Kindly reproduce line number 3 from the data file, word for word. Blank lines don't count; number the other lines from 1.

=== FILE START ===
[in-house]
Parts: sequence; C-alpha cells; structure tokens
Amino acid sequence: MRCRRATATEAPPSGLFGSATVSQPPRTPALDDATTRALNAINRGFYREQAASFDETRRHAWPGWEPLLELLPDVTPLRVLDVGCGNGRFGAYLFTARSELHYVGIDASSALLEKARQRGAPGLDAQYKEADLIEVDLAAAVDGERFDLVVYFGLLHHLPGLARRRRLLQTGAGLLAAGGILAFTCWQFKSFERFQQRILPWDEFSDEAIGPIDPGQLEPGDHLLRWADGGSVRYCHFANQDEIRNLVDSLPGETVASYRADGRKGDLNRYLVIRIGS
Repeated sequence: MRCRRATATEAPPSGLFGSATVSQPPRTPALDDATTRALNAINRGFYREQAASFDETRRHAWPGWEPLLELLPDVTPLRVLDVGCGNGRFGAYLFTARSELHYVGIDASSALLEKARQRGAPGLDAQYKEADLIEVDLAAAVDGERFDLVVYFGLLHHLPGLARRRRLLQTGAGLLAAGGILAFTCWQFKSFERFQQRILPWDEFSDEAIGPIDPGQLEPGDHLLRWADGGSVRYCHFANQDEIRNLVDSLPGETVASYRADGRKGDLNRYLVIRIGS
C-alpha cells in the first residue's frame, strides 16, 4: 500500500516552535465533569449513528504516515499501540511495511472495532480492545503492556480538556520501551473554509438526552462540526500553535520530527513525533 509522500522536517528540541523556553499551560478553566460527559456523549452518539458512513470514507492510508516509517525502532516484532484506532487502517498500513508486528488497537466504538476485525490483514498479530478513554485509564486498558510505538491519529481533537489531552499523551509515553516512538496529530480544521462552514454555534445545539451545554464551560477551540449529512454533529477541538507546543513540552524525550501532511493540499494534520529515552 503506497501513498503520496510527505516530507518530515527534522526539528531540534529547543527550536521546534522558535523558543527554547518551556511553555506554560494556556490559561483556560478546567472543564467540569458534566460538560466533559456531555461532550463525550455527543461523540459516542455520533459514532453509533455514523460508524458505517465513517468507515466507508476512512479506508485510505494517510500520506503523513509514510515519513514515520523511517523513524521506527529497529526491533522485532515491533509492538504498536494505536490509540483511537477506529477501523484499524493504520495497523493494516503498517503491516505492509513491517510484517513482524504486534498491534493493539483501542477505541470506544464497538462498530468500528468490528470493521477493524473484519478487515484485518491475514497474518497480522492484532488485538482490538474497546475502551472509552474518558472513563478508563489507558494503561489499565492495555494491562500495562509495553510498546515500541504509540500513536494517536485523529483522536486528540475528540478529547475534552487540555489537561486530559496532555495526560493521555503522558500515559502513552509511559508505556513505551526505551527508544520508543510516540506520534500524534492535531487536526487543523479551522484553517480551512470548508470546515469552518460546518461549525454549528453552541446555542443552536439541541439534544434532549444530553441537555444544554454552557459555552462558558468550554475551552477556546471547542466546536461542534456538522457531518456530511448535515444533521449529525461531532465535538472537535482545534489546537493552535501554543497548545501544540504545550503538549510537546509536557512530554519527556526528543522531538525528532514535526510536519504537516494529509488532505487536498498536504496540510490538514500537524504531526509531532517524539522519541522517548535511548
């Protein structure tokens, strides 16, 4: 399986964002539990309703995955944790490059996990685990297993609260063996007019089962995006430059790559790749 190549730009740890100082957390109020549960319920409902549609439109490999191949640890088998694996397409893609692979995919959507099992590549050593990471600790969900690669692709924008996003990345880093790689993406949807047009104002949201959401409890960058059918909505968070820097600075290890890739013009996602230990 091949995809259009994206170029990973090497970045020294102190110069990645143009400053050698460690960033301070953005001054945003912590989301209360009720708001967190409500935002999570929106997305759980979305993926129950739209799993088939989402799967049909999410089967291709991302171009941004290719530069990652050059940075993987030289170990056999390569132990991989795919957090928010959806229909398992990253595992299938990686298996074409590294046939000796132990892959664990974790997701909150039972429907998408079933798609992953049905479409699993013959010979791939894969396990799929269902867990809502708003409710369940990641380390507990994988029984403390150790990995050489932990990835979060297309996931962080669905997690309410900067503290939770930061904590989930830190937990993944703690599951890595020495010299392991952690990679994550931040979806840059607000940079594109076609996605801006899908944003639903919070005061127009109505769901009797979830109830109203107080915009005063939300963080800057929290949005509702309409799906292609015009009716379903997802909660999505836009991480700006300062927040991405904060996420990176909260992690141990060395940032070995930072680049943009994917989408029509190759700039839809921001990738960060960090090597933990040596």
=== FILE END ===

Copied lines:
Amino acid sequence: MRCRRATATEAPPSGLFGSATVSQPPRTPALDDATTRALNAINRGFYREQAASFDETRRHAWPGWEPLLELLPDVTPLRVLDVGCGNGRFGAYLFTARSELHYVGIDASSALLEKARQRGAPGLDAQYKEADLIEVDLAAAVDGERFDLVVYFGLLHHLPGLARRRRLLQTGAGLLAAGGILAFTCWQFKSFERFQQRILPWDEFSDEAIGPIDPGQLEPGDHLLRWADGGSVRYCHFANQDEIRNLVDSLPGETVASYRADGRKGDLNRYLVIRIGS